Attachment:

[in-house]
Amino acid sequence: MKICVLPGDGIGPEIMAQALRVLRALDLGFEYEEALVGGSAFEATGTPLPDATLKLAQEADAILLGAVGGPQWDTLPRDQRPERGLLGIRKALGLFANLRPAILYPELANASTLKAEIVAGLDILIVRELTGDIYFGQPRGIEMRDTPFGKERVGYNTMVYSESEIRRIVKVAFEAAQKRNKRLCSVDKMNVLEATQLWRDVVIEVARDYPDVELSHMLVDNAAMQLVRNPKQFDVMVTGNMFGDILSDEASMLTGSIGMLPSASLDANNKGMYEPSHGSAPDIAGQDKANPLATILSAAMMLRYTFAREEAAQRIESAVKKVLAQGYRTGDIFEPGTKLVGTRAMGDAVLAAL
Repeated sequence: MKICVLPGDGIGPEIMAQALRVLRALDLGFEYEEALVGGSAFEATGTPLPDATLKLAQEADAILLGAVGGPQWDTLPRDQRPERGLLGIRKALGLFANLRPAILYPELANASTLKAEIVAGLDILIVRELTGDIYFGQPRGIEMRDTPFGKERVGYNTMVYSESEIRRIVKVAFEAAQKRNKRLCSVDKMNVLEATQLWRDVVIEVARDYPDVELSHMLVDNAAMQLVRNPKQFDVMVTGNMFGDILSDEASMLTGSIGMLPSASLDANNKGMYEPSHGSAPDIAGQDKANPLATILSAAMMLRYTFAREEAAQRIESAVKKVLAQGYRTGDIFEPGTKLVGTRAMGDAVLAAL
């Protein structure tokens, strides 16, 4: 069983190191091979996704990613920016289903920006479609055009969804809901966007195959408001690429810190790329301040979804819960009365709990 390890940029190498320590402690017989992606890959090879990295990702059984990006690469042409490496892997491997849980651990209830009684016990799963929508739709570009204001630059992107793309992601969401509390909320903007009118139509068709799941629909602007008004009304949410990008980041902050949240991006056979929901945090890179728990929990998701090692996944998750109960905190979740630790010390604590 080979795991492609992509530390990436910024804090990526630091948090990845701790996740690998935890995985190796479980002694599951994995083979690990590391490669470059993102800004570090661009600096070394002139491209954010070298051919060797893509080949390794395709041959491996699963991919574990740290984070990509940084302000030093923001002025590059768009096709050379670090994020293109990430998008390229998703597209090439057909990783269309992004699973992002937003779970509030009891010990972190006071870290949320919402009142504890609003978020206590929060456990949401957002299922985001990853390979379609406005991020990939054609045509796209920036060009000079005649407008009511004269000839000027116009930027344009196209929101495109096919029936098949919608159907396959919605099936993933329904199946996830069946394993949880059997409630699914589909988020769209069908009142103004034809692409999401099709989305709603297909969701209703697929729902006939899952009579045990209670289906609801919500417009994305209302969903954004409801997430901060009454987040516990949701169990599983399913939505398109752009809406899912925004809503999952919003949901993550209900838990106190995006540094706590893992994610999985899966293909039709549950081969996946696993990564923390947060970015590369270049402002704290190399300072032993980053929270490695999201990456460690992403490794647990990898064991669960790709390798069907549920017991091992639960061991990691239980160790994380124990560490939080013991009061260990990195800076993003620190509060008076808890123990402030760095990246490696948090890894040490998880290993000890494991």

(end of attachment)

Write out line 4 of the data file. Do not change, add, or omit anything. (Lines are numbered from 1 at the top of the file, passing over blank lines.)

């Protein structure tokens, strides 16, 4: 069983190191091979996704990613920016289903920006479609055009969804809901966007195959408001690429810190790329301040979804819960009365709990 390890940029190498320590402690017989992606890959090879990295990702059984990006690469042409490496892997491997849980651990209830009684016990799963929508739709570009204001630059992107793309992601969401509390909320903007009118139509068709799941629909602007008004009304949410990008980041902050949240991006056979929901945090890179728990929990998701090692996944998750109960905190979740630790010390604590 080979795991492609992509530390990436910024804090990526630091948090990845701790996740690998935890995985190796479980002694599951994995083979690990590391490669470059993102800004570090661009600096070394002139491209954010070298051919060797893509080949390794395709041959491996699963991919574990740290984070990509940084302000030093923001002025590059768009096709050379670090994020293109990430998008390229998703597209090439057909990783269309992004699973992002937003779970509030009891010990972190006071870290949320919402009142504890609003978020206590929060456990949401957002299922985001990853390979379609406005991020990939054609045509796209920036060009000079005649407008009511004269000839000027116009930027344009196209929101495109096919029936098949919608159907396959919605099936993933329904199946996830069946394993949880059997409630699914589909988020769209069908009142103004034809692409999401099709989305709603297909969701209703697929729902006939899952009579045990209670289906609801919500417009994305209302969903954004409801997430901060009454987040516990949701169990599983399913939505398109752009809406899912925004809503999952919003949901993550209900838990106190995006540094706590893992994610999985899966293909039709549950081969996946696993990564923390947060970015590369270049402002704290190399300072032993980053929270490695999201990456460690992403490794647990990898064991669960790709390798069907549920017991091992639960061991990691239980160790994380124990560490939080013991009061260990990195800076993003620190509060008076808890123990402030760095990246490696948090890894040490998880290993000890494991």